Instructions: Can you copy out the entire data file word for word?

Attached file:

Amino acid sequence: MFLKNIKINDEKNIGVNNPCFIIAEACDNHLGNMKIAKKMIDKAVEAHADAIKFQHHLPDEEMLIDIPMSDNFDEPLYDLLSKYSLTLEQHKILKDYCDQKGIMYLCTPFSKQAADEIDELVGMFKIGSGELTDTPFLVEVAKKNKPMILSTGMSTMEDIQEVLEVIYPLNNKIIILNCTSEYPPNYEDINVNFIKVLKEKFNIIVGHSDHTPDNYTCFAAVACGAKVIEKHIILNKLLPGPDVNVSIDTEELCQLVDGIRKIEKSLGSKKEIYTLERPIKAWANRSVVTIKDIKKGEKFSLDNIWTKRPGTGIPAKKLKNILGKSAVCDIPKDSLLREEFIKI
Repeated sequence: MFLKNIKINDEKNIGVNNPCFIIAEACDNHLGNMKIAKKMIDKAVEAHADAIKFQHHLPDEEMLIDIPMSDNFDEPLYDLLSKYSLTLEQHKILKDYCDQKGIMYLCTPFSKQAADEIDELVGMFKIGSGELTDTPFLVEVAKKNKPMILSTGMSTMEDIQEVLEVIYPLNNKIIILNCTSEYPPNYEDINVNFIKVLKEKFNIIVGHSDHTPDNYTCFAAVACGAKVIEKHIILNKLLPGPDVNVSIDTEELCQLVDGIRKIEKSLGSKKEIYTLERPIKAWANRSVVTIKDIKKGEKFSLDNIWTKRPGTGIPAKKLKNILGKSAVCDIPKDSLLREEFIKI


Amino acid sequence: MFLKNIKINDEKNIGVNNPCFIIAEACDNHLGNMKIAKKMIDKAVEAHADAIKFQHHLPDEEMLIDIPMSDNFDEPLYDLLSKYSLTLEQHKILKDYCDQKGIMYLCTPFSKQAADEIDELVGMFKIGSGELTDTPFLVEVAKKNKPMILSTGMSTMEDIQEVLEVIYPLNNKIIILNCTSEYPPNYEDINVNFIKVLKEKFNIIVGHSDHTPDNYTCFAAVACGAKVIEKHIILNKLLPGPDVNVSIDTEELCQLVDGIRKIEKSLGSKKEIYTLERPIKAWANRSVVTIKDIKKGEKFSLDNIWTKRPGTGIPAKKLKNILGKSAVCDIPKDSLLREEFIKI
Repeated sequence: MFLKNIKINDEKNIGVNNPCFIIAEACDNHLGNMKIAKKMIDKAVEAHADAIKFQHHLPDEEMLIDIPMSDNFDEPLYDLLSKYSLTLEQHKILKDYCDQKGIMYLCTPFSKQAADEIDELVGMFKIGSGELTDTPFLVEVAKKNKPMILSTGMSTMEDIQEVLEVIYPLNNKIIILNCTSEYPPNYEDINVNFIKVLKEKFNIIVGHSDHTPDNYTCFAAVACGAKVIEKHIILNKLLPGPDVNVSIDTEELCQLVDGIRKIEKSLGSKKEIYTLERPIKAWANRSVVTIKDIKKGEKFSLDNIWTKRPGTGIPAKKLKNILGKSAVCDIPKDSLLREEFIKI